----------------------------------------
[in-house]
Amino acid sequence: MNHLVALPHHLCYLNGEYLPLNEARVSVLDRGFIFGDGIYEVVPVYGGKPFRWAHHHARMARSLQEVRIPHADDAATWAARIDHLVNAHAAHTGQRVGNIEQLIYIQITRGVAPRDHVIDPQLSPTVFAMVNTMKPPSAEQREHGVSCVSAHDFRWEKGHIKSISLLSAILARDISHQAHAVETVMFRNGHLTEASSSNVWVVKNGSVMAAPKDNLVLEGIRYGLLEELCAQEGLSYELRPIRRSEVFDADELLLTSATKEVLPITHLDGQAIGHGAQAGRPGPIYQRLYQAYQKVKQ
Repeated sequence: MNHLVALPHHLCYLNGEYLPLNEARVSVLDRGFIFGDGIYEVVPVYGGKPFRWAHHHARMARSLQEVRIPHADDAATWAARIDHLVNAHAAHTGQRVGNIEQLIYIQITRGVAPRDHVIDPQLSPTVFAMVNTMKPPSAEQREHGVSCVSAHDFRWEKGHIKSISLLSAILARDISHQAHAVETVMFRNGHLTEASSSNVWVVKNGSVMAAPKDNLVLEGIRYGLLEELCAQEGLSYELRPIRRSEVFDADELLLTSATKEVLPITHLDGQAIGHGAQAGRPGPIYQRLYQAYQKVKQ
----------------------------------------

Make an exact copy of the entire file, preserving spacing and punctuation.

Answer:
[in-house]
Amino acid sequence: MNHLVALPHHLCYLNGEYLPLNEARVSVLDRGFIFGDGIYEVVPVYGGKPFRWAHHHARMARSLQEVRIPHADDAATWAARIDHLVNAHAAHTGQRVGNIEQLIYIQITRGVAPRDHVIDPQLSPTVFAMVNTMKPPSAEQREHGVSCVSAHDFRWEKGHIKSISLLSAILARDISHQAHAVETVMFRNGHLTEASSSNVWVVKNGSVMAAPKDNLVLEGIRYGLLEELCAQEGLSYELRPIRRSEVFDADELLLTSATKEVLPITHLDGQAIGHGAQAGRPGPIYQRLYQAYQKVKQ
Repeated sequence: MNHLVALPHHLCYLNGEYLPLNEARVSVLDRGFIFGDGIYEVVPVYGGKPFRWAHHHARMARSLQEVRIPHADDAATWAARIDHLVNAHAAHTGQRVGNIEQLIYIQITRGVAPRDHVIDPQLSPTVFAMVNTMKPPSAEQREHGVSCVSAHDFRWEKGHIKSISLLSAILARDISHQAHAVETVMFRNGHLTEASSSNVWVVKNGSVMAAPKDNLVLEGIRYGLLEELCAQEGLSYELRPIRRSEVFDADELLLTSATKEVLPITHLDGQAIGHGAQAGRPGPIYQRLYQAYQKVKQ